Global G.A.P. Aquaculture represents the worldwide standard for Good Aquaculture Practices at every stage of production. More specifically, Global G.A.P. Aquaculture strictly monitors compliance with laws, food safety, working conditions, animal welfare and environmental conservation. The entire production chain is covered, from brood stocks and fry to suppliers of feed and on to farming, harvesting and processing.The GLOBALG.A.P. Aquaculture Standard sets strict criteria for:
Workers’ occupational health & safety
GLOBALG.A.P. Risk Assessment on Social Practice (GRASP)
Environmental and ecological care
The Standard covers the entire production chain from feed to fork:
Compound Feed: Aquaculture producers are required to source the compound feed used at the aquatic farming and hatchery levels from reliable suppliers. Learn more about the GLOBALG.A.P. Standard for Compound Feed Manufacturers.
Aquaculture Hatcheries and Farms: The GLOBALG.A.P. Aquaculture Standard applies to a diversity of fish, crustaceans and molluscs and extends to all hatchery-based farmed species, as well as the passive collection of seedlings in the planktonic phase. It covers the entire production chain, from broodstock, seedlings and feed suppliers to farming, harvesting and processing.
Chain of Custody: The GLOBALG.A.P. Chain of Custody Standard gives aquaculture producers a high level of transparency and integrity by identifying the status of your product throughout the entire production and supply chain, from farm to retailer. For added value, read more about the GLOBALG.A.P. Chain of Custody Standard here.
The Netherlands based Sustainable Trade Initiative IDH joined forces with WWF Netherlands to create the Aquaculture Stewardship Council in 2010. The ASC was established as a fully independent, not for profit organisation to both manage the standards developed for each species and to create future standards based on need and market demand.Since then we where the first fish farm in Greece certified for ASC. ASC certified trout is the responsible choice for:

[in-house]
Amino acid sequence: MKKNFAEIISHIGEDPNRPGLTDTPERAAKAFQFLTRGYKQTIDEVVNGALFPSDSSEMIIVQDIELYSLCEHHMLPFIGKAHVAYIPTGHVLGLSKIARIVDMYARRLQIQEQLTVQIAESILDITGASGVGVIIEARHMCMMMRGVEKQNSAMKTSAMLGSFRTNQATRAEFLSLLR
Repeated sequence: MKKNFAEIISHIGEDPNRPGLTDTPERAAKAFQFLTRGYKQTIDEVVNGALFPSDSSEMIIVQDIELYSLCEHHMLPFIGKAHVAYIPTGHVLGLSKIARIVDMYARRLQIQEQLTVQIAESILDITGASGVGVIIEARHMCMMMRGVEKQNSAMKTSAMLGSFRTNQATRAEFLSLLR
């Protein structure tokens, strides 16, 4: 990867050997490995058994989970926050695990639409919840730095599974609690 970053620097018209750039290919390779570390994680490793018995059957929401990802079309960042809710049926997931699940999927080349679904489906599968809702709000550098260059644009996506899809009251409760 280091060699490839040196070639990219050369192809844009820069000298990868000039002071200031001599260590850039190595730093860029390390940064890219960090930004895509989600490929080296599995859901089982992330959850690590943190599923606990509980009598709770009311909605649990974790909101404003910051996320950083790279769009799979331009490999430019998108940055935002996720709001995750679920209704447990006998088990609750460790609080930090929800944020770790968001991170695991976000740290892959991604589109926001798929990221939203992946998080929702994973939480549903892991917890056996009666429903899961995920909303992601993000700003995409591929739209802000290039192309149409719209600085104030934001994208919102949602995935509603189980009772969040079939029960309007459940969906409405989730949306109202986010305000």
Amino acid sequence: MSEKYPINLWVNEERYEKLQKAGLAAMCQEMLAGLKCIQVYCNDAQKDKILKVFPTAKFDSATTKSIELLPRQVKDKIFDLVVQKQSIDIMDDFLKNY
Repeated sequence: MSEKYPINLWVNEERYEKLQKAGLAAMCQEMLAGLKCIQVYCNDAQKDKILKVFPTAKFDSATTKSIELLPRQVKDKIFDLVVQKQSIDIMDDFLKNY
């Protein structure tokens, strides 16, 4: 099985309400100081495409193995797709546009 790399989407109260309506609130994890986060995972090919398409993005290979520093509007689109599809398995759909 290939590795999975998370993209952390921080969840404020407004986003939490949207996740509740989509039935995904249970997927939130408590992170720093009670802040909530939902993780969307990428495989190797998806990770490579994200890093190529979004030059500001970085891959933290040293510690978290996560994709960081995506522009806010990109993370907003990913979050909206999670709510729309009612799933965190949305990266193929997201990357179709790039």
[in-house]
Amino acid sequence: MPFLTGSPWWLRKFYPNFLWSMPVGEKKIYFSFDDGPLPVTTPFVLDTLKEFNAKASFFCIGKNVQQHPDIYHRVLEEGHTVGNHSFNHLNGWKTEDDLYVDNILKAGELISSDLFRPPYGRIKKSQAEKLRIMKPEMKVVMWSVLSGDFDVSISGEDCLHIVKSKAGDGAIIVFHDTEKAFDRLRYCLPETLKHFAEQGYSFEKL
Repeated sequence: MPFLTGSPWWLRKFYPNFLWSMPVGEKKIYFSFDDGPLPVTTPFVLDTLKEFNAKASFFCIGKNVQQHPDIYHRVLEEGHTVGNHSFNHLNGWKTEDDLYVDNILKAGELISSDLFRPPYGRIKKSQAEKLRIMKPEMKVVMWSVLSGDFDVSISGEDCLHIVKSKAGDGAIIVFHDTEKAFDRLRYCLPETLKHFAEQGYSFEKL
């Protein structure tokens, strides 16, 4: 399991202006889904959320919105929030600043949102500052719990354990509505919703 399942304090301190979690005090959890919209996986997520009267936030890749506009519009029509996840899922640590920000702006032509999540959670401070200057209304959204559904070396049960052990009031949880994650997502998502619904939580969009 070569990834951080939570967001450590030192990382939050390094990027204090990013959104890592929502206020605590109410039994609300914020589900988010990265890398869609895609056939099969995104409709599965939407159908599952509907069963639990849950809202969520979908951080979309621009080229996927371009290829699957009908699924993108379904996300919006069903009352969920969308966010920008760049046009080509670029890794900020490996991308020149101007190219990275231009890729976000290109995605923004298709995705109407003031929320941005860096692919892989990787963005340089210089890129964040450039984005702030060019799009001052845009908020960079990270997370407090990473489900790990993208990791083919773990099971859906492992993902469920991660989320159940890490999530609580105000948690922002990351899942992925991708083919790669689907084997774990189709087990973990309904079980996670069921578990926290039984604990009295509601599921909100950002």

ASC certified trout farms minimise impacts on the local ecosystem in a number of ways, such as the development and implementation of an impact assessment on threatened species, ensuring farms are not sited in National Protected Areas, and minimising fish escapes. In addition, the introduction of exotic trout species is not allowed, unless cultured in a closed system. Since trout farming can occur along rivers, a maximum of 50 per cent of the river water flow can be diverted through the farm. The ecological quality of the riverbed should not be impacted and needs to be monitored carefully.
ASC certification requires trout farms to adhere to strict limits to minimise use of wild fish as an ingredient for feed. In addition, the standard requires farms to ensure full traceability back to a certified source, both for wild fish and soy.
ASC certified trout farms are required to measure various water parameters (phosphorus, oxygen levels, etc.) at regular intervals and remain within set limits. Responsible farming can only take place in healthy water bodies.
ASC certified trout farms must adhere to rigorous requirements to minimise disease outbreaks. A Fish Health Management Plan must be developed under supervision of a veterinarian and implemented on the farm. This plan details steps for biosecurity management. In addition, chemical antimicrobial treatments before a disease is diagnosed (prophylactic use), is prohibited.
ASC certification imposes strict requirements based on the core principles of the International Labour Organisation (ILO), these include prohibiting the use of child labour or any form of forced labour. All ASC certified farms are safe and equitable working environments where employees earn a decent wage and have regulated working hours. Regular consultation with surrounding communities about potential social impacts from the farm and proper processing of complaints are also required by certified farms.